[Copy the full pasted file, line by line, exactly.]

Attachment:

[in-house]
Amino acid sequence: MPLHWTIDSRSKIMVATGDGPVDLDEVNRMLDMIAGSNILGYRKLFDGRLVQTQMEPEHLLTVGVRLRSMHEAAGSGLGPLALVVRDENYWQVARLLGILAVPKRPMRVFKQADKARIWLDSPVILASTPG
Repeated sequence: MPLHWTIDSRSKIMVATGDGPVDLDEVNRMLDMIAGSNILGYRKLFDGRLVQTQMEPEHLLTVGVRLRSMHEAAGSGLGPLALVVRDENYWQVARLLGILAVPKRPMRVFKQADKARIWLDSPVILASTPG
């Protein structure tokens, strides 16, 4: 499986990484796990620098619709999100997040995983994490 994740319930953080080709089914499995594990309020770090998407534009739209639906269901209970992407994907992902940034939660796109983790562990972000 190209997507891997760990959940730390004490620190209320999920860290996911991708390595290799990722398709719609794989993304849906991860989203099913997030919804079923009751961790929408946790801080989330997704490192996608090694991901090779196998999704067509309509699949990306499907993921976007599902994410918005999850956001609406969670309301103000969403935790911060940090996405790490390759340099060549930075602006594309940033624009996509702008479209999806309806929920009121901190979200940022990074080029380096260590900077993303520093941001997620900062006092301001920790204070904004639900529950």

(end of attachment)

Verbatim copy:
[in-house]
Amino acid sequence: MPLHWTIDSRSKIMVATGDGPVDLDEVNRMLDMIAGSNILGYRKLFDGRLVQTQMEPEHLLTVGVRLRSMHEAAGSGLGPLALVVRDENYWQVARLLGILAVPKRPMRVFKQADKARIWLDSPVILASTPG
Repeated sequence: MPLHWTIDSRSKIMVATGDGPVDLDEVNRMLDMIAGSNILGYRKLFDGRLVQTQMEPEHLLTVGVRLRSMHEAAGSGLGPLALVVRDENYWQVARLLGILAVPKRPMRVFKQADKARIWLDSPVILASTPG
């Protein structure tokens, strides 16, 4: 499986990484796990620098619709999100997040995983994490 994740319930953080080709089914499995594990309020770090998407534009739209639906269901209970992407994907992902940034939660796109983790562990972000 190209997507891997760990959940730390004490620190209320999920860290996911991708390595290799990722398709719609794989993304849906991860989203099913997030919804079923009751961790929408946790801080989330997704490192996608090694991901090779196998999704067509309509699949990306499907993921976007599902994410918005999850956001609406969670309301103000969403935790911060940090996405790490390759340099060549930075602006594309940033624009996509702008479209999806309806929920009121901190979200940022990074080029380096260590900077993303520093941001997620900062006092301001920790204070904004639900529950």